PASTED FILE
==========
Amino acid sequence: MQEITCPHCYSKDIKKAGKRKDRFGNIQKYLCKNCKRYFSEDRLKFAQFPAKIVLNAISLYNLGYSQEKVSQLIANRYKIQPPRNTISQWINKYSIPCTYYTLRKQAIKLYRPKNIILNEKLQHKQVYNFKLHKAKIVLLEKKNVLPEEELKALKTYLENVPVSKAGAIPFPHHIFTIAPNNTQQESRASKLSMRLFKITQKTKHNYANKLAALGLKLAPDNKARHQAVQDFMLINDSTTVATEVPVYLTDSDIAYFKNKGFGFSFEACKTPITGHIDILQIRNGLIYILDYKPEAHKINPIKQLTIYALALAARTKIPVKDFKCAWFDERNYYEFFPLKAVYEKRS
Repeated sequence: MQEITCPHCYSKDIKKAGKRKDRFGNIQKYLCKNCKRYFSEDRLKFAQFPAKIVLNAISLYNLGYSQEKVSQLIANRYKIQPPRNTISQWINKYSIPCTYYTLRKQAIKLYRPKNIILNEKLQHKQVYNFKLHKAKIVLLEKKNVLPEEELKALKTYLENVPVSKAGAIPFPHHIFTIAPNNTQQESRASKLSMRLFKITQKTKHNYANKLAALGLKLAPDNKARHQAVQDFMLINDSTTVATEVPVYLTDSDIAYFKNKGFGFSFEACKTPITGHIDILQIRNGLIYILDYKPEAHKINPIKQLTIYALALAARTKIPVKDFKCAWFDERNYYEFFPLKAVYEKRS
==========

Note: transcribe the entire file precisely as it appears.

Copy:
Amino acid sequence: MQEITCPHCYSKDIKKAGKRKDRFGNIQKYLCKNCKRYFSEDRLKFAQFPAKIVLNAISLYNLGYSQEKVSQLIANRYKIQPPRNTISQWINKYSIPCTYYTLRKQAIKLYRPKNIILNEKLQHKQVYNFKLHKAKIVLLEKKNVLPEEELKALKTYLENVPVSKAGAIPFPHHIFTIAPNNTQQESRASKLSMRLFKITQKTKHNYANKLAALGLKLAPDNKARHQAVQDFMLINDSTTVATEVPVYLTDSDIAYFKNKGFGFSFEACKTPITGHIDILQIRNGLIYILDYKPEAHKINPIKQLTIYALALAARTKIPVKDFKCAWFDERNYYEFFPLKAVYEKRS
Repeated sequence: MQEITCPHCYSKDIKKAGKRKDRFGNIQKYLCKNCKRYFSEDRLKFAQFPAKIVLNAISLYNLGYSQEKVSQLIANRYKIQPPRNTISQWINKYSIPCTYYTLRKQAIKLYRPKNIILNEKLQHKQVYNFKLHKAKIVLLEKKNVLPEEELKALKTYLENVPVSKAGAIPFPHHIFTIAPNNTQQESRASKLSMRLFKITQKTKHNYANKLAALGLKLAPDNKARHQAVQDFMLINDSTTVATEVPVYLTDSDIAYFKNKGFGFSFEACKTPITGHIDILQIRNGLIYILDYKPEAHKINPIKQLTIYALALAARTKIPVKDFKCAWFDERNYYEFFPLKAVYEKRS